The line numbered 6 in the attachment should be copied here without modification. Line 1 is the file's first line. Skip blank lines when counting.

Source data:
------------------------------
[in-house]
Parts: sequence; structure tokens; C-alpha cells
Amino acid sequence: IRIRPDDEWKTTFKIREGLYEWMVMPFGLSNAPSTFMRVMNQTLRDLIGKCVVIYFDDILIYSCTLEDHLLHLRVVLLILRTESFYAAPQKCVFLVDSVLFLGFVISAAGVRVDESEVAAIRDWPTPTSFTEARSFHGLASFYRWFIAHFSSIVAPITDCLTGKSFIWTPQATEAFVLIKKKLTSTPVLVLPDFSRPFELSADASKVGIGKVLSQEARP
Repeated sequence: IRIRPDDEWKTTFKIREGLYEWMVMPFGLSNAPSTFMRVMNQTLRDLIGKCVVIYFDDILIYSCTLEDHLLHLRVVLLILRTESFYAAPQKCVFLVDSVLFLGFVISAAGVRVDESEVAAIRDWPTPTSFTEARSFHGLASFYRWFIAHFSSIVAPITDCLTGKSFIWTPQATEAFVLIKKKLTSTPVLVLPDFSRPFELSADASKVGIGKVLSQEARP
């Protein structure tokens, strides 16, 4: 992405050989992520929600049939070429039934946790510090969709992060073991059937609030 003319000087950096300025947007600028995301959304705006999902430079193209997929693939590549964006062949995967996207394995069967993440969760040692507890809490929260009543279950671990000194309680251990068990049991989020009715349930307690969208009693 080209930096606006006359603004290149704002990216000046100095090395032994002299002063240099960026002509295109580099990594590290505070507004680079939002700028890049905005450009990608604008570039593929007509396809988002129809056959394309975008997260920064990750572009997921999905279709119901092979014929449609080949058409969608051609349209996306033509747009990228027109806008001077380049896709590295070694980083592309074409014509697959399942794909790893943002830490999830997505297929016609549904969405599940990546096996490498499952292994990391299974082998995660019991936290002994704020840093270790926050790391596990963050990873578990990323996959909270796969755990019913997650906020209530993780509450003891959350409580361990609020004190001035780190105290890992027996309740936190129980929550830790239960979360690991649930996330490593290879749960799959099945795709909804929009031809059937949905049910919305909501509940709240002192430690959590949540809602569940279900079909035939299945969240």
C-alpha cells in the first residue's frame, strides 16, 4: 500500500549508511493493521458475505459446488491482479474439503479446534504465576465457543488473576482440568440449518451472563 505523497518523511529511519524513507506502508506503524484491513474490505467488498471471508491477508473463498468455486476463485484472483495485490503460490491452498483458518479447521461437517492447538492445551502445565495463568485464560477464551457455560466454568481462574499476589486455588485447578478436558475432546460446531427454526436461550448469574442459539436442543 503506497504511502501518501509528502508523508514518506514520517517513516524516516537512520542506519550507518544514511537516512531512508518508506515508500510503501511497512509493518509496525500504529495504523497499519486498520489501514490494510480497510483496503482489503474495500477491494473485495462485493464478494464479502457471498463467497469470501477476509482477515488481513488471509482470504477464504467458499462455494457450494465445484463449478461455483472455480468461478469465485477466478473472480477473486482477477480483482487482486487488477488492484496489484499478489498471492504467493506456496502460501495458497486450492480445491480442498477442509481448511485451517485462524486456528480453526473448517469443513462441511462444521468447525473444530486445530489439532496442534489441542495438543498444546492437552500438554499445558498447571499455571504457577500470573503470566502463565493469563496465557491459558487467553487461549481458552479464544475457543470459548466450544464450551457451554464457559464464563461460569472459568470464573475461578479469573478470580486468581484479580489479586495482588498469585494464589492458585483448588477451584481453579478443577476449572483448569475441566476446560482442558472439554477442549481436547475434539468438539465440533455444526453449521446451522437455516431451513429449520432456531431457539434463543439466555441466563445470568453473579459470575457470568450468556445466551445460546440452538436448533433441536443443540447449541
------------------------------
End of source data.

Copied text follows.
C-alpha cells in the first residue's frame, strides 16, 4: 500500500549508511493493521458475505459446488491482479474439503479446534504465576465457543488473576482440568440449518451472563 505523497518523511529511519524513507506502508506503524484491513474490505467488498471471508491477508473463498468455486476463485484472483495485490503460490491452498483458518479447521461437517492447538492445551502445565495463568485464560477464551457455560466454568481462574499476589486455588485447578478436558475432546460446531427454526436461550448469574442459539436442543 503506497504511502501518501509528502508523508514518506514520517517513516524516516537512520542506519550507518544514511537516512531512508518508506515508500510503501511497512509493518509496525500504529495504523497499519486498520489501514490494510480497510483496503482489503474495500477491494473485495462485493464478494464479502457471498463467497469470501477476509482477515488481513488471509482470504477464504467458499462455494457450494465445484463449478461455483472455480468461478469465485477466478473472480477473486482477477480483482487482486487488477488492484496489484499478489498471492504467493506456496502460501495458497486450492480445491480442498477442509481448511485451517485462524486456528480453526473448517469443513462441511462444521468447525473444530486445530489439532496442534489441542495438543498444546492437552500438554499445558498447571499455571504457577500470573503470566502463565493469563496465557491459558487467553487461549481458552479464544475457543470459548466450544464450551457451554464457559464464563461460569472459568470464573475461578479469573478470580486468581484479580489479586495482588498469585494464589492458585483448588477451584481453579478443577476449572483448569475441566476446560482442558472439554477442549481436547475434539468438539465440533455444526453449521446451522437455516431451513429449520432456531431457539434463543439466555441466563445470568453473579459470575457470568450468556445466551445460546440452538436448533433441536443443540447449541